Recession-Proof Industries That Pay You Well: Start with Healthcare, Education...
5 Recession-Proof Industries That Pay
When the economy is down, you can still move up!
With health care costs, food prices, and the unemployment rate on the rise, you need to do everything you can to protect yourself - and your career - from the danger of recession.
Check out these 5 stable, growing industries. Many feature careers that pay $50,000 and more!
Education isn't just for kids. In fact, in 2003, the U.S. had over 75 million students of varying ages at all levels - from elementary school to college and beyond!
Having an impact on young minds and sharing your knowledge can be a rewarding, steady career. You can get started on a teaching career with a 4-year college degree in teacher education. If you're already a teacher, you can prepare to advance to a principal position with a master's degree in educational leadership or educational administration.
The Pay Off: Salaries for kindergarten, elementary, middle, and secondary school teachers average about $47,000 to $52,000 a year.* Principals have an average annual salary that ranges from $40,000 to more than $80,000! Learn more about education and teaching programs now.
2. ACCOUNTING AND AUDITING
Now more than ever companies are being held responsible for their financial reporting. Add evolving financial laws and regulations and the increasing number of businesses into the equation, and the result is an in-demand, stable industry with a wealth of employment opportunities.
Get started on a recession-proof accounting career with a bachelor's or associate's degree in accounting, and then broaden your opportunities and salary range with an accounting master's degree. Or you can get your feet wet with an accounting diploma or accounting certificate program.
The Pay Off: The median annual salary for accountants and auditors in 2007 was $63,180.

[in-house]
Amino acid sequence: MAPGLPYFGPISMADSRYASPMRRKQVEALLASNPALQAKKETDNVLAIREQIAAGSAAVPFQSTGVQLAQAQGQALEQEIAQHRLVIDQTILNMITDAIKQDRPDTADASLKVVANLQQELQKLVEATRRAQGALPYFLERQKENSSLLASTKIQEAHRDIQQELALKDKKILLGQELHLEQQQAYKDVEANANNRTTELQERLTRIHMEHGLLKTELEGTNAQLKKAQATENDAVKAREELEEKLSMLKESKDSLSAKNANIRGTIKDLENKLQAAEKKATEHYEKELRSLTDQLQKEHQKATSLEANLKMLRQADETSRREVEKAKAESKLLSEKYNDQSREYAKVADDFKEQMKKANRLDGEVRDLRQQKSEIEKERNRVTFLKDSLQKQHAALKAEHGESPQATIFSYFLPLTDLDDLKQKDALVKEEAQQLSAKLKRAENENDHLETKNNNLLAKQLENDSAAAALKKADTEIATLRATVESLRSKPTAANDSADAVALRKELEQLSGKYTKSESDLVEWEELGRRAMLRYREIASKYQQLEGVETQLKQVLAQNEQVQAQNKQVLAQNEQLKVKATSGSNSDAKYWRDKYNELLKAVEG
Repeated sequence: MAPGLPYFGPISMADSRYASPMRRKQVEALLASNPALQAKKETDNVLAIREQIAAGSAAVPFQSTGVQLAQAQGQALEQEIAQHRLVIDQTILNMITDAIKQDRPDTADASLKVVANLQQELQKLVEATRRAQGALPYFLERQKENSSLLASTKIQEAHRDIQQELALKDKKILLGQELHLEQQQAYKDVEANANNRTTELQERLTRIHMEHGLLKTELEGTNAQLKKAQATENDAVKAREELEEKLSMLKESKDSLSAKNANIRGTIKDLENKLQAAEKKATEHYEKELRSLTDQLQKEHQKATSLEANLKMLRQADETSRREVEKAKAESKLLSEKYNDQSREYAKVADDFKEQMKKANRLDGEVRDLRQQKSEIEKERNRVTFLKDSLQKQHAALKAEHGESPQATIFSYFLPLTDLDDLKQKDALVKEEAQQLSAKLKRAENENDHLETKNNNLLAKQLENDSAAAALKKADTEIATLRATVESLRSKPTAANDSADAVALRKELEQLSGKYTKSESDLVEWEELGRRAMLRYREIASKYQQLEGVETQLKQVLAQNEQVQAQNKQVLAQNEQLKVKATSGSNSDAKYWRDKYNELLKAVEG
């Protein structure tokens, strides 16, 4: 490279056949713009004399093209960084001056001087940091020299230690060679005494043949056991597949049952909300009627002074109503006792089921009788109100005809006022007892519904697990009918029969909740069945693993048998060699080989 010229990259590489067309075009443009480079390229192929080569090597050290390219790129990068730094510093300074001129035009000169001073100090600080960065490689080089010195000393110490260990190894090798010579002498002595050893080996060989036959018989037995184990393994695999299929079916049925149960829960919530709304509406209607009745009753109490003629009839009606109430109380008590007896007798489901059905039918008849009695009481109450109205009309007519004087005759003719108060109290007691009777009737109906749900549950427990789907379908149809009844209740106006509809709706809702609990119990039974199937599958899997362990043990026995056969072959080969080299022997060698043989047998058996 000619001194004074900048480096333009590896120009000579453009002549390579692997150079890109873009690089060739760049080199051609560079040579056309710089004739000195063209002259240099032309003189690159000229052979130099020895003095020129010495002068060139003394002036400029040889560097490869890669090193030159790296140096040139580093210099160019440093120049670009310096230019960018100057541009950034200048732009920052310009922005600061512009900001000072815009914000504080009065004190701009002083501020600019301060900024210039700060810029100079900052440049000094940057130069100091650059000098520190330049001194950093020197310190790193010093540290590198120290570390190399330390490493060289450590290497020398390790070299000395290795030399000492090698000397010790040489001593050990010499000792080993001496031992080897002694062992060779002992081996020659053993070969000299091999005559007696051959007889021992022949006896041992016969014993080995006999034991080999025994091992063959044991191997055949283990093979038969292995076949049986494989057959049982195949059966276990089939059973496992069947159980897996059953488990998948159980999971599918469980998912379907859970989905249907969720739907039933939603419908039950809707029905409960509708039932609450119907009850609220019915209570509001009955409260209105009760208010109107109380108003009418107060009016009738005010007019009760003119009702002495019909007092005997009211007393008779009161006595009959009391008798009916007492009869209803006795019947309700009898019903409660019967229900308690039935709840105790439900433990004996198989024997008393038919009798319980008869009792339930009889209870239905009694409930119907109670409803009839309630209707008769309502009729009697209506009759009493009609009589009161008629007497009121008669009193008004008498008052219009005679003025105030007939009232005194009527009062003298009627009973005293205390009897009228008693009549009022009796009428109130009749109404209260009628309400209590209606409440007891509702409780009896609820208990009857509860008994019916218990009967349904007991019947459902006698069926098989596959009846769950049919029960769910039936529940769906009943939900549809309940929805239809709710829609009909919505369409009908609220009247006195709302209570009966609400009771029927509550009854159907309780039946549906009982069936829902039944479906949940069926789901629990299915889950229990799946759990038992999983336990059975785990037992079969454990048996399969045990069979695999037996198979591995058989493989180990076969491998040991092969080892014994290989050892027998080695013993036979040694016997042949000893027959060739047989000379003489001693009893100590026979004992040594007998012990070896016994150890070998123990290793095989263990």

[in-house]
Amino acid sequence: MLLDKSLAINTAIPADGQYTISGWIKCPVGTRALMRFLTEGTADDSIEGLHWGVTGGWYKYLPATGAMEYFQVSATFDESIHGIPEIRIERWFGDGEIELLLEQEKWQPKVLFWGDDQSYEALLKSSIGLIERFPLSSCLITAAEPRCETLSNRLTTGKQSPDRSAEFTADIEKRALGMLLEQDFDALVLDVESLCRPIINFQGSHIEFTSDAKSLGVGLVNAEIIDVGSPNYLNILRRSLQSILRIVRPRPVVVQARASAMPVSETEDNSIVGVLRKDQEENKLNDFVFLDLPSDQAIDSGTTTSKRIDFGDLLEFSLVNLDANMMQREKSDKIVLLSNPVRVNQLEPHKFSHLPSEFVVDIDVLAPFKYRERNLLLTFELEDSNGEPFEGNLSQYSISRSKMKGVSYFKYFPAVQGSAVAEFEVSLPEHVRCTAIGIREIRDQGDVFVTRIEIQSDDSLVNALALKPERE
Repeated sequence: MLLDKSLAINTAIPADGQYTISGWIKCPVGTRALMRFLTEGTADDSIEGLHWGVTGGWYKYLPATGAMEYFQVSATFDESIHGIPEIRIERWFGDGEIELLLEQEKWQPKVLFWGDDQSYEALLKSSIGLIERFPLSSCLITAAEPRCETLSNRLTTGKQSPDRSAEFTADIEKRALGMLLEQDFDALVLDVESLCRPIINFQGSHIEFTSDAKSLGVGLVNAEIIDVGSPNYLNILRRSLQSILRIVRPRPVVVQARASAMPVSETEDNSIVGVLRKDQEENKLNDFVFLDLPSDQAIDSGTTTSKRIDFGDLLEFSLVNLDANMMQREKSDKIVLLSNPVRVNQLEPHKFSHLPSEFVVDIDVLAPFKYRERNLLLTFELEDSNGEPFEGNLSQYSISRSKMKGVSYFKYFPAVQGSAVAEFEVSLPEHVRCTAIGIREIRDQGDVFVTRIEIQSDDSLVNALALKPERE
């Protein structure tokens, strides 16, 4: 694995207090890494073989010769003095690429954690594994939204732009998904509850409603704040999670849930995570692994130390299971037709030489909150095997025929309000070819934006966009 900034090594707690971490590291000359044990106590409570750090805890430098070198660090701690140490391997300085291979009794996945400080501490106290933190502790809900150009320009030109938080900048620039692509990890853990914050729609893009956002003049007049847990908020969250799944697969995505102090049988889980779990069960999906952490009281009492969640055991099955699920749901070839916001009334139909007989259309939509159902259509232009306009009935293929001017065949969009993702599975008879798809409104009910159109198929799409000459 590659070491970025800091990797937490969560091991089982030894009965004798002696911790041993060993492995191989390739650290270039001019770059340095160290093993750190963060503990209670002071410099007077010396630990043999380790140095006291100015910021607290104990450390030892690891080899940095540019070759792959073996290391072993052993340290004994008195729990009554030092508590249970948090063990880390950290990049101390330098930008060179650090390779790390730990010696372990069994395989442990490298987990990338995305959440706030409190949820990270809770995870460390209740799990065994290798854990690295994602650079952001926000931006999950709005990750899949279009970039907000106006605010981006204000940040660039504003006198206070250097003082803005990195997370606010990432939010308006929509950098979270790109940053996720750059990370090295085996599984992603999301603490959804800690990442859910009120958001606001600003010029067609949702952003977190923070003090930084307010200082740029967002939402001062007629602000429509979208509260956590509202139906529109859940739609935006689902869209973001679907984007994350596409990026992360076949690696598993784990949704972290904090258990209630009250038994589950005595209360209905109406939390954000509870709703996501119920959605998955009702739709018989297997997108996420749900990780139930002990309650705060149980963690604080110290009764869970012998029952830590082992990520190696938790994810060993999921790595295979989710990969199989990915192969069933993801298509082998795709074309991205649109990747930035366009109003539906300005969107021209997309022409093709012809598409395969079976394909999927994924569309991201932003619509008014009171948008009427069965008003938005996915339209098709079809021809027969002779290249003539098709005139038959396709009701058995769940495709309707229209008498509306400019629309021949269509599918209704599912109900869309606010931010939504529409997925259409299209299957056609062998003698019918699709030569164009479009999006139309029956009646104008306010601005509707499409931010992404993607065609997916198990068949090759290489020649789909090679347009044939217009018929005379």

Another Plus: Accounting is a broad industry with many specialties. Want to work for the IRS? Explore government accounting programs. Interested in investigating financial wrongdoing? Try a forensic accounting program.
3. HEALTH CARE
It's no surprise that one of the most stable industries - even when the economy is in poor shape - is health care. No matter what the state of the country, there will always be people in need of quality health care services.
Train to coordinate and plan the delivery of health care services with a health services administration or health care administration degree. Want to assist doctors and care for the sick? Consider a nursing diploma or degree program. Or prepare for a supporting role with a one-year dental assisting and short-term medical assisting programs.
The Pay Off: Medical assistants make an average of $13.59 an hour - over $28,000 annually. Dental assistants make an average of $15.52 an hour which can add up to about $32,000 annually. Registered nurses averaged over $62,000 per year in 2007. Medical and health services managers can make over $80,000 annually.
4. INFORMATION TECHNOLOGY
Constantly evolving technology means continued growth and stability for careers in the information technology industry. Consider studying to become a computer systems analyst or computer software engineer.
To get started, you'll need at least a bachelor's degree in computer science, software engineering, or a related field, like information security.
The Pay Off: Computer systems analysts can earn an average annual salary of $75,890. Computer software engineers, who design, develop, test, and evaluate computer software and systems, earn an average of $85,000 to $90,000 a year!
Following 9/11, national security became a top priority. Factor in a growing population and increased concern for public safety, and you see an industry full of lucrative, stable careers.
Although you can join the police force with only a high school diploma, a degree in law enforcement, criminal justice, public administration, or other industry-related areas can help you get ahead in this line of work. To work as a probation officer, you'll need to start with a bachelor's degree in social work or criminal justice.
The Pay Off: Police officers earn an estimated $50,670 a year. Detectives and criminal investigators earn an estimated annual salary of $62,500. Probation officers have a median salary of $47,980.
Another Plus: With three years of full-time related work experience, and the right degree, you could meet the criteria for employment as an FBI agent!